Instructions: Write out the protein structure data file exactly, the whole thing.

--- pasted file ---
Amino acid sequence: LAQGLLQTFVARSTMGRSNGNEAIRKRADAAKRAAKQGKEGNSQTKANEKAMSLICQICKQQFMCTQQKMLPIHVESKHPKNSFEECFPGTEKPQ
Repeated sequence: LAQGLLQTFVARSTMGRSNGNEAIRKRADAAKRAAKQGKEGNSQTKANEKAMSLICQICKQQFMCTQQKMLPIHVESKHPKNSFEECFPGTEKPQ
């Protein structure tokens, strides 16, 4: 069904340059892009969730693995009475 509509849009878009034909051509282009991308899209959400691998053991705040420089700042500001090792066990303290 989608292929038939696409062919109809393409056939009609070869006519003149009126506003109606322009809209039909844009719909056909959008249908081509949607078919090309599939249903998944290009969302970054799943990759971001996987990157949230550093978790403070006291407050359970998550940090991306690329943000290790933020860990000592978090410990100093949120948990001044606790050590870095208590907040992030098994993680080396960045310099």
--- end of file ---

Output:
Amino acid sequence: LAQGLLQTFVARSTMGRSNGNEAIRKRADAAKRAAKQGKEGNSQTKANEKAMSLICQICKQQFMCTQQKMLPIHVESKHPKNSFEECFPGTEKPQ
Repeated sequence: LAQGLLQTFVARSTMGRSNGNEAIRKRADAAKRAAKQGKEGNSQTKANEKAMSLICQICKQQFMCTQQKMLPIHVESKHPKNSFEECFPGTEKPQ
């Protein structure tokens, strides 16, 4: 069904340059892009969730693995009475 509509849009878009034909051509282009991308899209959400691998053991705040420089700042500001090792066990303290 989608292929038939696409062919109809393409056939009609070869006519003149009126506003109606322009809209039909844009719909056909959008249908081509949607078919090309599939249903998944290009969302970054799943990759971001996987990157949230550093978790403070006291407050359970998550940090991306690329943000290790933020860990000592978090410990100093949120948990001044606790050590870095208590907040992030098994993680080396960045310099």